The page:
Monday, March 16, 2009

A walk in the park

My friend Ric broke sad news last week in a comment posted on this blog.

In case you didn't see it, that note from Ric began:

My dear friend Jim Nussbaum, who made and sent you one of his beautiful scarves, died on Saturday morning from pneumonia and lung cancer.

Jim decided to give the scarf to me after Ric told him about what I was going through. The hand-painted scarf is about five feet long and 10 inches wide, and shows a grid of fragments of red ribbons, accented with yellow rings and bursts of blue leaves. On one of the ribbons, Jim signed his name.

Already a thing of beauty, the scarf is even more special now. It represents Jim: someone whose life was cut short by diseases similar to what I'm facing.

So when I got dressed for the 13th Annual Susan G. Komen Race for the Cure on Sunday at the Rose Bowl, it was Jim's scarf that I chose to wear.

It will be a while before I run again, and it could be years before I match the pace I was running before I got sick last fall. So I was content to walk the 5 kilometers of the Komen Race for the Cure. Even at that short distance –slightly more than three miles– the route was the most walking I've done at one time since early December, when I got my G-tube.

That pace is perfect for conversation with other walkers, for all of the good that did for me.

It's not impossible to communicate without a voice, but it's not an ideal situation. It wasn't until I reached the finish line that I reached out to someone.

She was a woman with short gray hair, and she was with several other women. I guessed that she was probably around my age. On the back of her shirt was a message printed with large, bold letters: "23 Years Living with Cancer."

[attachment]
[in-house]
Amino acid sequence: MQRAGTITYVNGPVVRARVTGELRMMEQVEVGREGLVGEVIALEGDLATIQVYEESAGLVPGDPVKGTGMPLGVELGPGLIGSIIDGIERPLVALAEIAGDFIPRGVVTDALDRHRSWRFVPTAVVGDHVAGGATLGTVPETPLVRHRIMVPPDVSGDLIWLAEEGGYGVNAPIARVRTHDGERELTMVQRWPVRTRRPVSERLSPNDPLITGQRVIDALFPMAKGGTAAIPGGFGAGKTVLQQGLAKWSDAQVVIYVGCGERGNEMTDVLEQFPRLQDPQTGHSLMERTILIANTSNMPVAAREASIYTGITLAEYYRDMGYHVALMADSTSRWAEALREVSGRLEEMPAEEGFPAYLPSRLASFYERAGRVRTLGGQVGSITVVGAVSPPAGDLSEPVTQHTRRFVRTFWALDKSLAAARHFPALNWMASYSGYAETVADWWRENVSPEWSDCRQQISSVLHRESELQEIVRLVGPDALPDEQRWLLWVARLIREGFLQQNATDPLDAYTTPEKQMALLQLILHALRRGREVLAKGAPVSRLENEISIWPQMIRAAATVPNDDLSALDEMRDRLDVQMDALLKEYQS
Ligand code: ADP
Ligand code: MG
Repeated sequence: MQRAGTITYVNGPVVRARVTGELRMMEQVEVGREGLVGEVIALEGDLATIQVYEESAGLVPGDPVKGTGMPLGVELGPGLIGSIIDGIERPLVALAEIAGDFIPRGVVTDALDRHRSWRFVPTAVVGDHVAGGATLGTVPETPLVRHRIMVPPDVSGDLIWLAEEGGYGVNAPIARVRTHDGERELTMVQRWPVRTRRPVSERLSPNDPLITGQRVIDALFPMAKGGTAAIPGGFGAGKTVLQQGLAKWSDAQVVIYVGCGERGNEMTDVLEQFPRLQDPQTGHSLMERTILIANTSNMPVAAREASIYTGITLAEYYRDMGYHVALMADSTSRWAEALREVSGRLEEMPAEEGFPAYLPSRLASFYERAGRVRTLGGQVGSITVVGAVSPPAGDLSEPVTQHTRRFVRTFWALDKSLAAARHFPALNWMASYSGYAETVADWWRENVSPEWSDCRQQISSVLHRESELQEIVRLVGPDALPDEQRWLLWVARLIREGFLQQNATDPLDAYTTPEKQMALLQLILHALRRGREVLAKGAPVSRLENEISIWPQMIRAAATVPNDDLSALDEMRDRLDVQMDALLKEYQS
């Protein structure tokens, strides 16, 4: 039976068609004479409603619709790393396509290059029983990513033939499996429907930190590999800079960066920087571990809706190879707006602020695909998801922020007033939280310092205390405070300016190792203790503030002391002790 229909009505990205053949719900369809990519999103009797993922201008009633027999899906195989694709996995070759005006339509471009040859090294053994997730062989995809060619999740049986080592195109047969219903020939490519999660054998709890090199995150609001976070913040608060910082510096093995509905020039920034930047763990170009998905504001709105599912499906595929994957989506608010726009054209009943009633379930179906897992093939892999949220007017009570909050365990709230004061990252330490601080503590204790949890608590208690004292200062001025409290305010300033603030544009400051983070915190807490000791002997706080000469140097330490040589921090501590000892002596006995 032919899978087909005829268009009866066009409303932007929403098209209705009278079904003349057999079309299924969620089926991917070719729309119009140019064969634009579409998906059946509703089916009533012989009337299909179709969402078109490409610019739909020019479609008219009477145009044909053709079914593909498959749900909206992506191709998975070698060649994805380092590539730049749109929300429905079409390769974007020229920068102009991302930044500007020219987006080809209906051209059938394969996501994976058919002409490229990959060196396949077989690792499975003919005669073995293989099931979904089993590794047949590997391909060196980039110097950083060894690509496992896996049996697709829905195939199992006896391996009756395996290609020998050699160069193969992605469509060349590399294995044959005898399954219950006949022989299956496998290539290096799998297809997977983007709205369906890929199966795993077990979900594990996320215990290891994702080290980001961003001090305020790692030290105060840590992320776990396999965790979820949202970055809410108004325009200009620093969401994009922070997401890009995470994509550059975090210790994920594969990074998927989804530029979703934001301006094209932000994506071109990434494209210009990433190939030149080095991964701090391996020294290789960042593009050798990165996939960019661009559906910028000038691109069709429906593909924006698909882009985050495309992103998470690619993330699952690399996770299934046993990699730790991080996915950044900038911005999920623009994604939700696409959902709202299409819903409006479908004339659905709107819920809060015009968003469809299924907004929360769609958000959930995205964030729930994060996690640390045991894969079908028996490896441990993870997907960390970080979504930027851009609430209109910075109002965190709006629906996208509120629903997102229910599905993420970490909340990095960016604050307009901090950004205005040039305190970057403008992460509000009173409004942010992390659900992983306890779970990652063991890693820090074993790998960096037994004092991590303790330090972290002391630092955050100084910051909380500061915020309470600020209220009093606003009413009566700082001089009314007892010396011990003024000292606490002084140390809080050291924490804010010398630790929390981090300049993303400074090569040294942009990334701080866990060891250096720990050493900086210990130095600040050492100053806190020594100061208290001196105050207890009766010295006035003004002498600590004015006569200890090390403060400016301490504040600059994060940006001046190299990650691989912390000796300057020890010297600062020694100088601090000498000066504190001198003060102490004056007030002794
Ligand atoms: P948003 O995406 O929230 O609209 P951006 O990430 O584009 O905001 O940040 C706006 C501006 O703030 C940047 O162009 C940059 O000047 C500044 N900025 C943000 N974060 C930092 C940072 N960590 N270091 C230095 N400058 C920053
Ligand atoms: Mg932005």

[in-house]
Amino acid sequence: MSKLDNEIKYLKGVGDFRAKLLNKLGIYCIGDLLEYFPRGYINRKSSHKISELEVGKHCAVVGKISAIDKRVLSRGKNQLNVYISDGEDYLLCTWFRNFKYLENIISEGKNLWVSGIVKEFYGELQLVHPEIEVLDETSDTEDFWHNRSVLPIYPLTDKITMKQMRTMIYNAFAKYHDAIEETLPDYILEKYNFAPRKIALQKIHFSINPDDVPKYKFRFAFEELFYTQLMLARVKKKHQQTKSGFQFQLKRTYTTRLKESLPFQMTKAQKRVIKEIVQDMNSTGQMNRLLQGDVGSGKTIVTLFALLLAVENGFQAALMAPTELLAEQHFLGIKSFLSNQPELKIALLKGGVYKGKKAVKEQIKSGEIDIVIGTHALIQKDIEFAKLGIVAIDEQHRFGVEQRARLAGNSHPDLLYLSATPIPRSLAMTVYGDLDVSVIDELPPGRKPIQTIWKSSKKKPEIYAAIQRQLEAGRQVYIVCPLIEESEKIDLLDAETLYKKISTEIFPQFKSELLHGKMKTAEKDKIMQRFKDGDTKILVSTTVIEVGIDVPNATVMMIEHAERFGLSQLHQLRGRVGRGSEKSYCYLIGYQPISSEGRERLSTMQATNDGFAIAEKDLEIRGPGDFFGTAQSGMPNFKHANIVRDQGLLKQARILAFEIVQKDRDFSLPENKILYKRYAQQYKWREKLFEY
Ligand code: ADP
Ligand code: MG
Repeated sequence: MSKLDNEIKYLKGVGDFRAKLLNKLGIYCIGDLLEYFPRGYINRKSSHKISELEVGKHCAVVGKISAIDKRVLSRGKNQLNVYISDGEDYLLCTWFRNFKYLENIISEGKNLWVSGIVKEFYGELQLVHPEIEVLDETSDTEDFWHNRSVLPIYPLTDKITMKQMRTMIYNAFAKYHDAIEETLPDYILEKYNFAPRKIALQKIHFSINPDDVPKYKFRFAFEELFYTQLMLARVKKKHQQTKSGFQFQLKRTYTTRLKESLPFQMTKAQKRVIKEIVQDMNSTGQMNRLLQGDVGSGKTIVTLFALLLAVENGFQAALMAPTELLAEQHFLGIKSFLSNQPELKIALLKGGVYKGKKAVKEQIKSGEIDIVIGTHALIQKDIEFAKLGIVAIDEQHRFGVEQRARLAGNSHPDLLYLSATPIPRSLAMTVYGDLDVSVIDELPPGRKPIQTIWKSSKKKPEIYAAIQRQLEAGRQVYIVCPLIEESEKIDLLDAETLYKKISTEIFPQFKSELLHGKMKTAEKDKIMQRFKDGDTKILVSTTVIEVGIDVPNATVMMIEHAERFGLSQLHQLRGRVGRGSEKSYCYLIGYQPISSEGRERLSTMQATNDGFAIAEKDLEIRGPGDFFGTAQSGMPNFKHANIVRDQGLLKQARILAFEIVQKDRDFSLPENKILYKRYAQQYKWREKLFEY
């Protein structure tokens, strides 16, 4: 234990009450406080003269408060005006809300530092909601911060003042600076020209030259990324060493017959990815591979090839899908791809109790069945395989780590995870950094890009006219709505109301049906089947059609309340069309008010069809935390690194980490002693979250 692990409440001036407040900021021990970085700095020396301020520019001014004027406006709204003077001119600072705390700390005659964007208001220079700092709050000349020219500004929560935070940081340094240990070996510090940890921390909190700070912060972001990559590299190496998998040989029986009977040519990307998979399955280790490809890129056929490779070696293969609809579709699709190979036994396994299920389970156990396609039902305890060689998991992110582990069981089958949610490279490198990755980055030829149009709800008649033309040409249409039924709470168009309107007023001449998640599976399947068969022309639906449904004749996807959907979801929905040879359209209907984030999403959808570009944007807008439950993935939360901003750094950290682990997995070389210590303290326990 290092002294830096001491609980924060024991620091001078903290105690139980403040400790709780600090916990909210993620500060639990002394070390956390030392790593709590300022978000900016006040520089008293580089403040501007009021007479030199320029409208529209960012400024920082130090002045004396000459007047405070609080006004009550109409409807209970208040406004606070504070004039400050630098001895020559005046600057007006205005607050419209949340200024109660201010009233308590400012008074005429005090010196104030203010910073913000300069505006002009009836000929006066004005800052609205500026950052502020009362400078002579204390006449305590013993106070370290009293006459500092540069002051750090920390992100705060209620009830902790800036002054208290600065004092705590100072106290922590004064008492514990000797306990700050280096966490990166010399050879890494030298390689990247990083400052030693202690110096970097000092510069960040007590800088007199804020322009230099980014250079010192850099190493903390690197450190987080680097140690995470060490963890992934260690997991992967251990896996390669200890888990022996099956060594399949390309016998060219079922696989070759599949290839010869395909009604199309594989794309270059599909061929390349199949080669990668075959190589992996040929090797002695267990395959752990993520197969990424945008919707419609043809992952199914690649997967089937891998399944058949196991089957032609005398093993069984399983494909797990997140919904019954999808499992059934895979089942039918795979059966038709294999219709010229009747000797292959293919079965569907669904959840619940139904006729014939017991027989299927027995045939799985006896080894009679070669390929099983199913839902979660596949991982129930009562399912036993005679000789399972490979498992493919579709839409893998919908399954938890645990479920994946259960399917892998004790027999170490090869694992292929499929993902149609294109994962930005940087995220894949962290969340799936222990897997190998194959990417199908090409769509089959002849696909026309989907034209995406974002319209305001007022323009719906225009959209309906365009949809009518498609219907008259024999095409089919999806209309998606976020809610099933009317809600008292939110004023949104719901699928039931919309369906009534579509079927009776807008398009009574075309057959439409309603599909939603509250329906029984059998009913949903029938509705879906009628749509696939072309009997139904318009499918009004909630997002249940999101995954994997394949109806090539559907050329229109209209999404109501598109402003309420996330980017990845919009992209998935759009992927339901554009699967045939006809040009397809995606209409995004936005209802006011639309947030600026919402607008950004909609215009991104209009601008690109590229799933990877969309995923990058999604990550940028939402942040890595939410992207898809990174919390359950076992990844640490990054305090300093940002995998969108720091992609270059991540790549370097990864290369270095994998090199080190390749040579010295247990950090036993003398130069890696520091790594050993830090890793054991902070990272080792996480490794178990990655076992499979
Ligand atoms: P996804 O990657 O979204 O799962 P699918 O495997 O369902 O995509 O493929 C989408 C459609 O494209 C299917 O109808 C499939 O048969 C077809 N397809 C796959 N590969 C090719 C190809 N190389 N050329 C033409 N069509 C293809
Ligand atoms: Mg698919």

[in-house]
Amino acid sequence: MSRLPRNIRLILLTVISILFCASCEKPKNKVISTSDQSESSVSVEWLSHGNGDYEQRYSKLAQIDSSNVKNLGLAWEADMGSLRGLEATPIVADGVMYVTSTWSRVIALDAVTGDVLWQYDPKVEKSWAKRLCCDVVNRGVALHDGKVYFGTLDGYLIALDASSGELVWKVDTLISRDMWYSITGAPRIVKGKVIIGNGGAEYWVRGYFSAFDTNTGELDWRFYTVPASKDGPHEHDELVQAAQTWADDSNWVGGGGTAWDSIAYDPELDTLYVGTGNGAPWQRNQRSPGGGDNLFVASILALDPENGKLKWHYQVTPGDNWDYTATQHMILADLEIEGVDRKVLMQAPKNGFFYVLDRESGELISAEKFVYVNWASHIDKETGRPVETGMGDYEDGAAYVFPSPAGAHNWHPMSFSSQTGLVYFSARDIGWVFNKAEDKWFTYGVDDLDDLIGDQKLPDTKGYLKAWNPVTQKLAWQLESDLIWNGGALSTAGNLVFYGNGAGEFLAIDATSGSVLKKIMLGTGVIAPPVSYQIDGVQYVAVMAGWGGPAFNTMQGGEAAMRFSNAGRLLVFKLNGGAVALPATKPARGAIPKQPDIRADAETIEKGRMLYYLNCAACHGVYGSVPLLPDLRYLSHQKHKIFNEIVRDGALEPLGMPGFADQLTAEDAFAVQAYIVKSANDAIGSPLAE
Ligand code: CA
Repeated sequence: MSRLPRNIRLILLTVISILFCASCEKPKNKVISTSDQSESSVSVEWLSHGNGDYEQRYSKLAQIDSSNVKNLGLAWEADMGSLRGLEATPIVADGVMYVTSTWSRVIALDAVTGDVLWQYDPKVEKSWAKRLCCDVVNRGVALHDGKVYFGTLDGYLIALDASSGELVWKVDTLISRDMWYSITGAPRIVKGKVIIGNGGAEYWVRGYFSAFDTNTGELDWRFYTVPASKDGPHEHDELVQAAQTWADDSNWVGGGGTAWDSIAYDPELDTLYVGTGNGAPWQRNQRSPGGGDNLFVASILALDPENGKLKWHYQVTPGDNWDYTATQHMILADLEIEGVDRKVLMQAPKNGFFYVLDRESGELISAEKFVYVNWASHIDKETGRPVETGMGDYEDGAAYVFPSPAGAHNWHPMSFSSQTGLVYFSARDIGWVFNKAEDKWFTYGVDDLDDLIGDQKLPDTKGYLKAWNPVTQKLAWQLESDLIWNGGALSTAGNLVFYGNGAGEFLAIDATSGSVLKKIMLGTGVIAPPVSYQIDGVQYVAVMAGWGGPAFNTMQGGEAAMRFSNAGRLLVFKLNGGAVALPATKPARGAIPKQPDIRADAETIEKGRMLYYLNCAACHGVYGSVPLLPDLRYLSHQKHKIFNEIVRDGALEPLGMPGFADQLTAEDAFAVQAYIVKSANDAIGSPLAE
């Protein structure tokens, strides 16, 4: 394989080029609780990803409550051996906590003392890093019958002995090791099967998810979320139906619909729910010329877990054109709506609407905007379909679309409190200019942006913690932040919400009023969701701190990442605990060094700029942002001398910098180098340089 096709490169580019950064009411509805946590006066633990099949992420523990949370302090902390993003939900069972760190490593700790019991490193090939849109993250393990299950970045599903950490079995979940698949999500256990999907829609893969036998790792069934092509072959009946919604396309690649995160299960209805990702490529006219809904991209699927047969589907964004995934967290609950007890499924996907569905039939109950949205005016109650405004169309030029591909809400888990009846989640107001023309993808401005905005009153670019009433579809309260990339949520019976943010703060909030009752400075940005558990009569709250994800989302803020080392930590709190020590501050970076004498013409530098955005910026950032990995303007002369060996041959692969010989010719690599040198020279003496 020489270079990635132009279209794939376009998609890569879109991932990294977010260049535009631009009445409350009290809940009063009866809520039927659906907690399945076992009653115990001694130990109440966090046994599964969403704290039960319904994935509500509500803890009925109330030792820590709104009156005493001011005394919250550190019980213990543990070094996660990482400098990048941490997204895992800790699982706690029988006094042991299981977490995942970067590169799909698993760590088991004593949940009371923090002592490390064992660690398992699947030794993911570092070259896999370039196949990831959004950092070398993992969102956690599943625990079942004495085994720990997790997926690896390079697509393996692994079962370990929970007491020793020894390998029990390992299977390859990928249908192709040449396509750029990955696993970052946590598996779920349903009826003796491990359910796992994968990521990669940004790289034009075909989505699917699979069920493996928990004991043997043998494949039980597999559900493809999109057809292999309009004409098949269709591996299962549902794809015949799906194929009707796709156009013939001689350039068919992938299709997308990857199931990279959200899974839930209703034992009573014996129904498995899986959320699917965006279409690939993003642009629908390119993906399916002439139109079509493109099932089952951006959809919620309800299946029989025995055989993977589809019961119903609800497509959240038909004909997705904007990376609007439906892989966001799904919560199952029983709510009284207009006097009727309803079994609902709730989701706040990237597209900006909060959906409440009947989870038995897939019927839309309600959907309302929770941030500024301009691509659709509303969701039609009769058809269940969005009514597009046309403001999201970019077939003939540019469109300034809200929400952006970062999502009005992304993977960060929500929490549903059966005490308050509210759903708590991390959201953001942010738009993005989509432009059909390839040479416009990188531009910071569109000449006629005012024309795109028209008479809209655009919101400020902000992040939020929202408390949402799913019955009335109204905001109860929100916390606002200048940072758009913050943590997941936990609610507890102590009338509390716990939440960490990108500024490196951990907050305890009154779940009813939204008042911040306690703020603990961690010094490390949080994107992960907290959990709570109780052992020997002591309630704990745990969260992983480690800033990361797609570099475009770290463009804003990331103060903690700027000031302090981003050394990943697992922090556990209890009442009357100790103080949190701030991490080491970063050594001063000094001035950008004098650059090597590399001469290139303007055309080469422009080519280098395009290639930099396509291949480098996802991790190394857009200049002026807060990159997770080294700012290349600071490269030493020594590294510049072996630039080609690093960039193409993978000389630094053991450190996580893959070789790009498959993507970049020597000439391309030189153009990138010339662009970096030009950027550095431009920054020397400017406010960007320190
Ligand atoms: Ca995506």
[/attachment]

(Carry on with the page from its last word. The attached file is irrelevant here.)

I took my notepad out of my backpack, wrote "Congratulations! I got my diagnosis two months ago" and then waited for an opportunity to approach her.

When I did, she read the note, looked right into my eyes and said, "I'm sorry."

I wrote "tongue cancer" in my note pad.

She reached out to hold my hand. "Twenty-three years for me," she said.

There was so much I wanted to ask her, and a lot of my own story that I wanted to share. I wanted to tell her about the significance of my scarf, and show her Jim Slotnick's book, which I had in my backpack.

But I sensed that the other women in her group wanted to move on, so I just underscored "Congratulations" in my note pad and then added "thank you."

She gave me a thumb's up and said "You can do it."

As I walked away, I thought to myself that it's hard to imagine where I will be with this disease in 23 days, let alone 23 years. But 18 years ago, I learned that I was HIV-positive and if anyone back then had told me I could live this long with AIDS, I would have said that's crazy.

At the finish line, a volunteer handed me a small pin with the Komen Race for the Cure logo with the pink ribbon. I'll add it to my frog's collar today at my radiation therapy session.

After today, only seven more radiation treatments remain.


Thank you again to the Thinking Positive readers who sponsored me in the Komen Race for the Cure. When I got home from the Rose Bowl on Sunday, I saw that my brother Mike gave a generous donation. Together, we raised $285 for this cause.

The Race for the Cure raises funds to provide the underserved and uninsured populations in Los Angeles County with screening, diagnostic tests and treatments for breast cancer.

As soon as I learn how much money was raised at the event, I'll post that information here.

It's not too late to donate to this cause. My Race for the Cure page will remain up through the end of the month.

Click Here to Donate

1 comment:

  1. Hey Paul,

    It's so gratifying to know that my brother's book means so much to you, and is an inspiration. I think that's part of what he had in mind when he set out to write it in the first place. Stay strong.

    Jon Slotnick